In case automation still seems like the enemy to you, here’s Reitzel’s vision of an automation-less future …

“If we don’t have this creative self-destruction, renewal and growth, we wouldn’t have the wealth of tools and technology we have now,” he says. “Economically, everything supplants something else. We let companies that are no longer relevant go away, replaced by pertinent new ones for which workers will need new, more valuable skills.”


Given the explosion of online learning in recent decades, automation is affecting many facets of higher education: online courses, learning management systems that automatically grade exams (teachers must still tackle essay questions though!), apps that handle class scheduling for both teachers and students, that detect plagiarism and that generate on-the-spot activity reports concerning how a student is doing, or how engaging a professor is being with their students.

A more visceral example of the positive effects of automation in online learning is the virtually connected classroom (VCC). D’Souza notes this has been a very effective high-tech learning tool and has made the educational process more convenient and enriching for students and teachers alike.

“Basically, it’s a room full of huge screens and cameras that automatically start up and shut off when it’s time for class,” D’Souza says. “The cameras have sensors and move around depending on the professor’s location.

“I like teaching with it and it also helps the students because, usually, if less than seven students register for a class, we cancel it, but now we can merge students from other campuses with VCCs, so students can still take the course instead of waiting months to sign up for it again,” says D’Souza, part of whose job as faculty chair is class scheduling. He notes that he’s seen a dramatic drop in the number of canceled classes since automation technology was employed to help with scheduling.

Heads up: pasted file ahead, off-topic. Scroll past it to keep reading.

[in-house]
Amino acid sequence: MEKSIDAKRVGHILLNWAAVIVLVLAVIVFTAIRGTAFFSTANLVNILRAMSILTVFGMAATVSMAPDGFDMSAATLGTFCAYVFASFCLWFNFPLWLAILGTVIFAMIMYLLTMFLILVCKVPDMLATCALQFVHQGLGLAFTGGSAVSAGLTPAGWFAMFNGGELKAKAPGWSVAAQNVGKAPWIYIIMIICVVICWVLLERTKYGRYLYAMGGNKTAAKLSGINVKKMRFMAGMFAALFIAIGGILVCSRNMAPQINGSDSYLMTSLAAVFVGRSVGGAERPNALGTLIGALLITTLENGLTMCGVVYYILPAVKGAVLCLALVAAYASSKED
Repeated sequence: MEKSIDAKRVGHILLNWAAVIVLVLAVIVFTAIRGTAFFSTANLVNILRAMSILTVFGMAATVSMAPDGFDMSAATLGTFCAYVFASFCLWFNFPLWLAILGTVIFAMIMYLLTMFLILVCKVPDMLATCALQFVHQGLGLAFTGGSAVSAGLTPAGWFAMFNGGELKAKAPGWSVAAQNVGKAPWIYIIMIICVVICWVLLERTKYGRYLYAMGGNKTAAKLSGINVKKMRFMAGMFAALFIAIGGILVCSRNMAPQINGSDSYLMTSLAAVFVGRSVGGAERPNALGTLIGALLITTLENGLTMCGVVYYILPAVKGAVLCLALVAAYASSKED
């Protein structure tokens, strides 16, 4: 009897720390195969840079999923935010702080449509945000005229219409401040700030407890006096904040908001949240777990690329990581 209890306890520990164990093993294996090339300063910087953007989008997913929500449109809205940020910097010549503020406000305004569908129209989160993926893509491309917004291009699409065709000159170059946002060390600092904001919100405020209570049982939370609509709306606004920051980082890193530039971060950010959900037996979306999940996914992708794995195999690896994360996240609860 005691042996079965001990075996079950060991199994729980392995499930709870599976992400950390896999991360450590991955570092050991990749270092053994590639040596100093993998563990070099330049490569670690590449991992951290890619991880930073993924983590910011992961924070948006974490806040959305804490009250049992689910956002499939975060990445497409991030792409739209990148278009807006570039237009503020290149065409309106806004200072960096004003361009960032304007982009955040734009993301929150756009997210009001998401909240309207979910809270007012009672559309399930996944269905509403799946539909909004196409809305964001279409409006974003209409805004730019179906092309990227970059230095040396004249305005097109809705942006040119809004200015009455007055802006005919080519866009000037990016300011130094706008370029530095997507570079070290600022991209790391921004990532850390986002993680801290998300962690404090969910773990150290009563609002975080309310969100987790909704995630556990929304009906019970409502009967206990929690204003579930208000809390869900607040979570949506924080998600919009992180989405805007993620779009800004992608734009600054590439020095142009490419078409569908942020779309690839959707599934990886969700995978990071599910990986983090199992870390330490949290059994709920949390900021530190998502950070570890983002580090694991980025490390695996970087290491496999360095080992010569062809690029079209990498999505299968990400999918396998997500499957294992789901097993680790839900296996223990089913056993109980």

Still, the effects of automation on the workforce seem to call for humans to be more, well, human. “The world … is moving faster thanks to the adoption of new technologies and a larger, more educated population,” Reitzel says. “Hundreds of years ago, if your father was a bricklayer, you became a bricklayer. These days, you can’t count on a particular profession lasting a lifetime, much less multiple lifetimes.

“That accelerating momentum forces businesses and people to change. Those willing and able to do so will be great; those who don’t will be left behind. They will feel treated unfairly because they have an expectation they’re going to get a nice union job for the rest of their lives.”

So, a simple formula to make sure you’re on the right side of automation: be creative, be a leader, never stop learning and be human.

Now Hiring: Humans Needed

To look forward, D’Souza first looks back.

“The first computer program written 60 years ago was programming intelligence, and that we have mastered. That is why intelligent and repetitive tasks are going to be automated,” he says. “Being good at math doesn’t mean as much anymore. The computer is faster, and now, with AI programming, has become so advanced there is no need for a human to tell the computer what to do.

“The only things so far that machines don’t have is consciousness, emotion and creativity. It’s easy to program intelligence and decision-making. Intuition, emotion and creativity are big. Coming up with a novel idea is very hard to program, but, once you have the idea, it’s very easy to program. Once machines gain those [abilities], there really is no need for human beings anymore,” says D’Souza, going on to caveat that statement. “As a computer engineer and programmer, I don’t see how that is possible no matter how advanced computers get.”

In storing and retrieving data very quickly, computers have surpassed humans. As far as intelligent machines, we have come a long way in the last 20 years and we’re going to see lots more of it over the next 20. All that is happening and that’s not science fiction. But, you can give a computer 15 ideas and say pick one, and it won’t come up with a new idea.

Humanity, that’s your cue!